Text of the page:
If I were to start photography today, I often wonder what advice I would give myself. When I first started photography, information on the subject was convoluted and where a teacher started for beginners was different. Or professionals made it seem like there was some secret to taking great photos.
1. Spending Money On Camera Equipment
The first piece of advice I would give is forgoing spending a lot of money on equipment. What you have will work, especially while you are learning to perfect your style and vision.
As a photographer myself, what you need is a style and a niche, not more equipment. Asking a photographer what type of camera they use and what lens is irrelevant. Camera equipment does not make you a good photographer, vision and focus do.
Photographers need to have a vision for their work. What do you want your work to eventually look like? How do you want your photographers to feel to the viewer? What message do you want them to take away from your work? Once you have answered those questions, work towards obtaining that vision.
I spent too much time thinking I needed to be a family or wedding photographer and buying all the equipment for it. I bought camera equipment without thinking if this is the type of work I wanted to do. It took me five years to figure out that wedding and family photography is not what I wanted to do.
I did learn that used equipment is just like buying new, especially from sellers like B&H photo, who often sold their model cameras. So if you are going to spend the money on equipment, buy used until you are making enough money as a professional to buy what you want. (Being the money-conscious person I am, I still purchase used equipment.)
2. Be Intentional with Your Photos
My second piece of advice is to take pictures regularly and lots of them. Be intentional about the subject of your photographs. However, taking 10,000 photos for the sake of taking a lot of photos won't help you have a clear focus.
Start by taking your camera everywhere with you. Take pictures of anything that inspires you.
Be intentional about your shot and think about what subject you want to focus on. Take your time, follow compositional rules, learn the exposure triangle, and focus on the story you want to tell the viewer with your photo.
As you take more photographs, these factors will start to come naturally to you. You’ll think about exposure and your camera settings less and less.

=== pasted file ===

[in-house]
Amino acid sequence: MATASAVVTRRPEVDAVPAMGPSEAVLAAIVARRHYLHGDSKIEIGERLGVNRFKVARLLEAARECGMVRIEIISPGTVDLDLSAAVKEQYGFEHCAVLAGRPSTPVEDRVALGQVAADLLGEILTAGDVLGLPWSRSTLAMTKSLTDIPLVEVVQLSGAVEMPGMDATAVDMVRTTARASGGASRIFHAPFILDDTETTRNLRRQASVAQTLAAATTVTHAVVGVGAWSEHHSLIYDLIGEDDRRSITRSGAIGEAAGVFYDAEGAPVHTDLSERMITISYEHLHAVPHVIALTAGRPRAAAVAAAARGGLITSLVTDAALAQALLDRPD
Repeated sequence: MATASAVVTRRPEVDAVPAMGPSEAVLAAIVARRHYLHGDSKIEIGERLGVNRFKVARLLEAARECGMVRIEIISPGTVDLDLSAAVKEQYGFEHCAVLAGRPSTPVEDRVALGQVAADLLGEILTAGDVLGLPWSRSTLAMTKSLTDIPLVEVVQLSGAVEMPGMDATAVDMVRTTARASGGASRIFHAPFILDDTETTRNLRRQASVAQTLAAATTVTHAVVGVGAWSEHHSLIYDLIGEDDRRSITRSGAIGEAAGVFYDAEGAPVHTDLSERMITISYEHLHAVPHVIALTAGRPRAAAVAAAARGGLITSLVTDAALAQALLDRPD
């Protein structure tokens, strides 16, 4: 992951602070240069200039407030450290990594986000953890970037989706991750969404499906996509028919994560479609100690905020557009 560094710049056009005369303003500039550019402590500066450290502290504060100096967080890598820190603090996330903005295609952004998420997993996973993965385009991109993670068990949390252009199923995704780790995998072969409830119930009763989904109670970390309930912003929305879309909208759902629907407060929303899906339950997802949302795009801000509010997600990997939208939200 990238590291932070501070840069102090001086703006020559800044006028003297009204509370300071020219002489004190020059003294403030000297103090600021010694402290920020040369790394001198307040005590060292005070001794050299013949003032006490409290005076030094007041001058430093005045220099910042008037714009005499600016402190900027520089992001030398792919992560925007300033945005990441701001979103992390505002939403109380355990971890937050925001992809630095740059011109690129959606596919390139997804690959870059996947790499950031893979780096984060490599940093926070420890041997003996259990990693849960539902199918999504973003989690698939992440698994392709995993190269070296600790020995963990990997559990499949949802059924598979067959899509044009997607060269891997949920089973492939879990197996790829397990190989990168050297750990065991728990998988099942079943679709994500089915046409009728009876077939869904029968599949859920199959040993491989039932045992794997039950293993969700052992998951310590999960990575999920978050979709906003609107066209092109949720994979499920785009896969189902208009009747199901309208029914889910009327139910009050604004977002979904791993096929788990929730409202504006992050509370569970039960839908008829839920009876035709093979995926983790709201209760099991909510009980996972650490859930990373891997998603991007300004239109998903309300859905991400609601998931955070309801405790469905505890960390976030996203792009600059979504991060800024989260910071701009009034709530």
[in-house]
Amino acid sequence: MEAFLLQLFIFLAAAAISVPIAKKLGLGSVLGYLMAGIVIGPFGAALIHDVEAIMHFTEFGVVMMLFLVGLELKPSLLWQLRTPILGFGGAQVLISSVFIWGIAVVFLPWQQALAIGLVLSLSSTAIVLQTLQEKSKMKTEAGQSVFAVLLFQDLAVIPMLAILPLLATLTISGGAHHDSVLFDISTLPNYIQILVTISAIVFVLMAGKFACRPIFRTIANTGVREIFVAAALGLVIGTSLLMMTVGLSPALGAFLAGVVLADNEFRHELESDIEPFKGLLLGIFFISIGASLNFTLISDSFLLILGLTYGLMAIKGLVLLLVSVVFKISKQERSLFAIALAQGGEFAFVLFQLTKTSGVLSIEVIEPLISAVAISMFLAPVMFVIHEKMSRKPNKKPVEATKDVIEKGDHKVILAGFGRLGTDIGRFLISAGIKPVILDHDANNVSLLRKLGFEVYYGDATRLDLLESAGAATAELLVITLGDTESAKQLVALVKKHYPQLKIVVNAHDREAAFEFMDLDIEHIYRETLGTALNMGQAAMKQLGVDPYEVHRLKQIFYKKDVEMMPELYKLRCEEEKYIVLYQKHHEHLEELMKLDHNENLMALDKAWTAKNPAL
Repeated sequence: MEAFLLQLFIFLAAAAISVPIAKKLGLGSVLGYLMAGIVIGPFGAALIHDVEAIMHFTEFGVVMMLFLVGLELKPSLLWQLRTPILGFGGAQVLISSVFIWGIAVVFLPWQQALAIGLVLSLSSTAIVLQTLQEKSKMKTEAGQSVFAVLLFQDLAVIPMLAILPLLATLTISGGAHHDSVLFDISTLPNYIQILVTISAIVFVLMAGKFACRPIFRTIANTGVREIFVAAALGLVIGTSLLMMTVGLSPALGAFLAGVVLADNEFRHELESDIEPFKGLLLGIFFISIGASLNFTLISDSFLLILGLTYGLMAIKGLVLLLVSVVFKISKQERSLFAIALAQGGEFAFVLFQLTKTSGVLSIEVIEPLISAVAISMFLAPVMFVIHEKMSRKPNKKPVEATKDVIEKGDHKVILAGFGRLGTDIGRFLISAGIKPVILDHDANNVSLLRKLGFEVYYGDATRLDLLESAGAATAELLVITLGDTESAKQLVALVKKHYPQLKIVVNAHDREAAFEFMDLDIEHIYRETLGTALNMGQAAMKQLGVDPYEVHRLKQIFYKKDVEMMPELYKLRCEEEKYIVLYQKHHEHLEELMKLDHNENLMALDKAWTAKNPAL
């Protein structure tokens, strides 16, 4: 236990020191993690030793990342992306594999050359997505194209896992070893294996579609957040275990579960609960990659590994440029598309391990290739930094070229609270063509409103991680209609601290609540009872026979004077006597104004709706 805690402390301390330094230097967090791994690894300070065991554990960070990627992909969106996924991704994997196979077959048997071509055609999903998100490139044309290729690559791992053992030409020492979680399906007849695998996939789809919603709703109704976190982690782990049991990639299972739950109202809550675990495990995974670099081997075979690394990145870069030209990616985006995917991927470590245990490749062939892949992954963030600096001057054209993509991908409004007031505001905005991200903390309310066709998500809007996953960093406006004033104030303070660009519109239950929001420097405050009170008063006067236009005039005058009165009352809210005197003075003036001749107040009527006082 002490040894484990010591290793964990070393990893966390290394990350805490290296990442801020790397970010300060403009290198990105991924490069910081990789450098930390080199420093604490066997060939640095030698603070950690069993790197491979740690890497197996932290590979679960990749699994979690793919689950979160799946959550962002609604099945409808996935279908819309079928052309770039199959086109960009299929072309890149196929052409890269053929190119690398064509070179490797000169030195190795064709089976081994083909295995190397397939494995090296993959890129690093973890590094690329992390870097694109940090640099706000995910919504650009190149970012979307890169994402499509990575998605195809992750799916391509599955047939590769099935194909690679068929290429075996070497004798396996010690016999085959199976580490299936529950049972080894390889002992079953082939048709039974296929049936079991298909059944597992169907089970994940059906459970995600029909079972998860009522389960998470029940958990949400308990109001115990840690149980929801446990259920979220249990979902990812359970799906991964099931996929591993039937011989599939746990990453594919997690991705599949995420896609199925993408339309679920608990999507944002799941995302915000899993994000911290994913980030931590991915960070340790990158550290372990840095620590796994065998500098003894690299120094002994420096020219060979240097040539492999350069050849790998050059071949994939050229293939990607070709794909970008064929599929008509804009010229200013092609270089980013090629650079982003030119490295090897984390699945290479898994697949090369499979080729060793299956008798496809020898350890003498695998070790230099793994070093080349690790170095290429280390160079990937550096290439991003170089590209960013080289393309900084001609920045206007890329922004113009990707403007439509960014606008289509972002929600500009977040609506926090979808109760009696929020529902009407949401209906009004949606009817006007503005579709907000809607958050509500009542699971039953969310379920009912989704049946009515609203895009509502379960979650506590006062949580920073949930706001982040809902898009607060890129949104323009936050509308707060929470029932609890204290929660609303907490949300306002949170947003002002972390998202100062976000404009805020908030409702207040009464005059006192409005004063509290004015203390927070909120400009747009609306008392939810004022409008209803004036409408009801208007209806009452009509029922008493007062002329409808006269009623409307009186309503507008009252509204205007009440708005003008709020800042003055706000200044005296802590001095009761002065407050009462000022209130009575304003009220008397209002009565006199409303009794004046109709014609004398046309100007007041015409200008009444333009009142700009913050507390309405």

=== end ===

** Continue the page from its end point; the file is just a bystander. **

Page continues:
Once you have the basics, you can start experimenting and find your style. Style only comes through doing the work and finding out what you like and do not like in your photos.
3. Go With Your Gut
Talking about style leads me to my third piece of advice, go with your gut. I listened to too many people at the beginning of my photography journey. I took in too much advice and information, which led me astray from my taste.
I’m not saying make whatever weird photos you want to - of course, you can, but those are for only you - you need to find a balance between what you like and what your viewer likes. There is a difference between constructive criticism of your photos and people who don’t understand what you are trying to do.
Listen to the positive feedback, ignore the information that doesn’t further your goal. Don't listen to people who don't understand what you are trying to do. It will only bring you down.
4. Investing in Yourself
Investing in education is essential to keeping up with the latest in photography techniques and trends. If you invest in photography education, do what the instructors say, invest in people only you trust, and don’t let your ego get in the way.
Invest in people only you like. Don’t get bogged down with what’s popular, especially if you get an icky, salesy feeling from them. Buy courses from people you connect with and mesh with your learning style.
Too many times I spent way too much money on a course from a teacher I didn’t like because everyone else was raving about it. Most of the time I didn’t need the course or didn’t fully engage in it. Invest in people you feel comfortable with and do exactly what the instructor is telling you to do.
Often, I would tell myself I don’t have to do it that way because I’m this or that. Wrong. Every time I did tell myself those things I never succeeded in business or the technique I was trying to learn. I thought I was better than that. Somehow I was going to be an exemption. Wrong again. Don’t be like me. Your teachers got where they did for a reason. They are giving you information. Take the shortcut.
In essence, this post is my shortcut for you.
If you’re an experienced photographer, what would you add to this list? Let me know in the comments below.